Research using the DISC

Date: Thu, 19 Nov 1998
To: Marian 'Mainland Email
From: Michelle Cholowsky Email
Subject: Summary of our Research



Prenatal exposure to alcohol, tobacco, psychoactive drags, possibly caffeine, and inadequate diet, have been linked to such adverse outcomes as miscarriage, prematurity, low birth weight, neonatal mortality, congenital malformations, and developmental problems. Promoting maternal and child health requires information on the prevalence of health risk behaviours during pregnancy, the identification of groups at highest risks, and more specific and detailed information of the negative effects of such health risk behaviours on birth outcomes and child development. The Saskatoon Pregnancy and Health Study (SPHS) is a longitudinal study that examines the determinants and consequences of risk behaviour during pregnancy.

Study Population.

Respondents were recruited in two phases frown the population of women receiving either of two prenatal services - prenatal classes, or an outreach program for high-risk pregnant women from Saskatoon Public Health Services. Together, these services reach a diverse group of pregnant women in which primiparous women are disproportionately represented.

Research Instruments. Mothers were interviewed by trained interviewers three times concerning their health behaviours, initially at the 4/5 month of pregnancy; second, during the third trimester (8th month); and post-partum (18-30 months). For Phase 11 a Paternal/Partner Interview was included. Information on labour, delivery, and birth was abstracted by a trained nurse from hospital records. Finally, participants offspring were assessed for development delays using the Diagnostic Interview for Screening Children (DISC).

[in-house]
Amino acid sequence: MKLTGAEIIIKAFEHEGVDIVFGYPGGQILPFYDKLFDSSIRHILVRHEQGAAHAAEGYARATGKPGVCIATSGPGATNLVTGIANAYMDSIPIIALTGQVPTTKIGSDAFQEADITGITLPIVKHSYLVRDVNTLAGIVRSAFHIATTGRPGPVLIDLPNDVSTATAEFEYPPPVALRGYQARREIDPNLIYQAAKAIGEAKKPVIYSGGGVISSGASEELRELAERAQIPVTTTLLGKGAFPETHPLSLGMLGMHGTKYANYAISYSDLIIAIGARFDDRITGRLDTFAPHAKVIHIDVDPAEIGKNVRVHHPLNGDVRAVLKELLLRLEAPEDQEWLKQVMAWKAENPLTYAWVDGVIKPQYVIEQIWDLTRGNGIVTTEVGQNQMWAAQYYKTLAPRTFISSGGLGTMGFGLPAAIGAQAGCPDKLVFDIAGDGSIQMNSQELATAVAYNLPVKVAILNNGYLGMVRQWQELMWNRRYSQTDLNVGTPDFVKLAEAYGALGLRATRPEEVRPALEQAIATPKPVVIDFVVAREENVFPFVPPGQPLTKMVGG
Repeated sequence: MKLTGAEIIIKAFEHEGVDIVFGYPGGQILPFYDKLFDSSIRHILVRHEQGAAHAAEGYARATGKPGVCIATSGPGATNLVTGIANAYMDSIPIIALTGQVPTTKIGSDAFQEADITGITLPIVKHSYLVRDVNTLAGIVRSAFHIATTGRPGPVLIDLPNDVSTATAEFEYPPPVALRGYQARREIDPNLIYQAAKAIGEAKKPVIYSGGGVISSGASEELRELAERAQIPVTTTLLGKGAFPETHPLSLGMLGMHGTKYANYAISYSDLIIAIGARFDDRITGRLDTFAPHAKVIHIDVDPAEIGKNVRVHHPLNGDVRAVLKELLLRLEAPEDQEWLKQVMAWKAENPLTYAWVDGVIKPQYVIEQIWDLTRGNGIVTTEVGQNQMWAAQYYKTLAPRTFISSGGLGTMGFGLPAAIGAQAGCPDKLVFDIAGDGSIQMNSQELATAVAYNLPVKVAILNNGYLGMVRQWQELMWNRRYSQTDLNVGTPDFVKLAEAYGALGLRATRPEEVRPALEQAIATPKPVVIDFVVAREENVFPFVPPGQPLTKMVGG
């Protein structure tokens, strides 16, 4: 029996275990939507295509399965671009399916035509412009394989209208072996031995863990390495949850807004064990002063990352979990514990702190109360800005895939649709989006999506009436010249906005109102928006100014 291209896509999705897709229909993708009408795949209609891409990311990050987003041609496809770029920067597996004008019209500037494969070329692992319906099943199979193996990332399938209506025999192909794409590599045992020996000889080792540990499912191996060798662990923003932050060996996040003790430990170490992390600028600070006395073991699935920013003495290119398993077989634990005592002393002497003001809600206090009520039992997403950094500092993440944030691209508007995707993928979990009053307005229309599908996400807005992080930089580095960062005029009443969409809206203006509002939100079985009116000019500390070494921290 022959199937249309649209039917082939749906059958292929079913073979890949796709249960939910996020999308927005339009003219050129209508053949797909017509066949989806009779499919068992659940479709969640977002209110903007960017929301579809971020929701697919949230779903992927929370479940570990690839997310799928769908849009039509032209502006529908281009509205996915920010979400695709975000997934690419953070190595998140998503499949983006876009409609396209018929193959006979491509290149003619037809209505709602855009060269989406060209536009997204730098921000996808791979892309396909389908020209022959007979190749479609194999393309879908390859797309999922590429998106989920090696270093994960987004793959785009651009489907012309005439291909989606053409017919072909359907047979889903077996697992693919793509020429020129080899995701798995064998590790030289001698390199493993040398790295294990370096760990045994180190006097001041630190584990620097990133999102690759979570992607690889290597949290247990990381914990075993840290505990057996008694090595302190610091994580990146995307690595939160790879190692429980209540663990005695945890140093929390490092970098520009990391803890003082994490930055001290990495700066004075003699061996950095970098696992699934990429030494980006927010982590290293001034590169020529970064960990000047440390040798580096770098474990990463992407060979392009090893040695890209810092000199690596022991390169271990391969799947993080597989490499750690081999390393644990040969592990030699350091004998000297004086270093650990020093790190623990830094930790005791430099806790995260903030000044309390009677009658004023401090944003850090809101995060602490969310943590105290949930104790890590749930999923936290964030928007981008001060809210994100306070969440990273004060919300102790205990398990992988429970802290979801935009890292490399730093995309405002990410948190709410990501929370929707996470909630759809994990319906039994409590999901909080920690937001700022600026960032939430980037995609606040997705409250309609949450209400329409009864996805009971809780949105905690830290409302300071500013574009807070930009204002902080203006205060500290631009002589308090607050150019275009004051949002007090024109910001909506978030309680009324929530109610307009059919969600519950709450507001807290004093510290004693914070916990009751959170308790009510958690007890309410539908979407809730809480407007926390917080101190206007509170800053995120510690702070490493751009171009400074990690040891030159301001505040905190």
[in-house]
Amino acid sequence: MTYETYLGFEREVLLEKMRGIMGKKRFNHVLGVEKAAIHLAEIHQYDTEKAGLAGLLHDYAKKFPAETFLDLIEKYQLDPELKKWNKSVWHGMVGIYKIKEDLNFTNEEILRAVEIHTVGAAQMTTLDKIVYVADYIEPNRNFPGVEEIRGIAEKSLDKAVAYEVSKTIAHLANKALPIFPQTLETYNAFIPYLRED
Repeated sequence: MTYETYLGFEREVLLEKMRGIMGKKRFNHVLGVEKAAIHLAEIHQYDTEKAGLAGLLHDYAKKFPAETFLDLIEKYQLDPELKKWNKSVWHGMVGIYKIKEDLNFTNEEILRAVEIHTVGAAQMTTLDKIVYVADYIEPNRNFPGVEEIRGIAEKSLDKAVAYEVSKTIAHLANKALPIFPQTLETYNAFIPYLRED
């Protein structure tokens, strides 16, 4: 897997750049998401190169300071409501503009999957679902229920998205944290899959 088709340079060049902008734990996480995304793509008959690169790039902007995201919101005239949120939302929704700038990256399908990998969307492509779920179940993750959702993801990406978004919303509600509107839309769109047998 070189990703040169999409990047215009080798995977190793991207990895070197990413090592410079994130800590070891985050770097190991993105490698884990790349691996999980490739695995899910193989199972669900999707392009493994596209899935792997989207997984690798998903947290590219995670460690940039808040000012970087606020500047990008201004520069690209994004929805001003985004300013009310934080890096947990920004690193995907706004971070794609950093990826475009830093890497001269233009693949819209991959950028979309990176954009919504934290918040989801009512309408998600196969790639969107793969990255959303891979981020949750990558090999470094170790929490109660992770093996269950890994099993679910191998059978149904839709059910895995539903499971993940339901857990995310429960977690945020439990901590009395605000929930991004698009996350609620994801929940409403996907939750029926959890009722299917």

Findings. Some 1200+ women participated in the study. Response rates for the study were excellent and the retention of study subjects over the time was very good. The study was very well received by subjects. The study has resulted in the generation of a large complex set that will allow us to examine a large number of important hypotheses. To date the Phase I data has been analysed to look at the prevalence and predictors of health risk behaviours and physical abuse during pregnancy. We found that the most continuously used substance during pregnancy was caffeine (87%), followed by alcohol (46%), tobacco (30%), and psychoactive drugs (7%). Though these rates are high they are consistent with other Canadian studies. Overall, 36% of women reported using two substances, 16% three, and 4% all four substances. Risk behaviours were more prevalent among women with lower education and income levels, Aboriginal or Metis background, those not living with a partner, those with previous births, and in some cases, younger women. Prevalence of physical abuse was 5.7% during pregnancy, and 8.5% within the year preceding the third trimester interview. Women who had experienced abuse were significantly more likely to be Aboriginal (includes Metis), to have higher perceived stress scores and more negative life events in the last 12 months, and to have a male partner with a drinking problem. While they were less likely to report a wide network of people with whom they could talk openly, or socialise, at the same time they tended to report having actually socialised with a larger number of people in the previous month. It is suggested that to facilitate early intervention, prenatal services should include a routine assessment of domestic violence. In general, the findings of our study illuminate the needs of particular groups of pregnant women and the importance of understanding maternal risk behaviour within the structural and cultural realities of women's lives.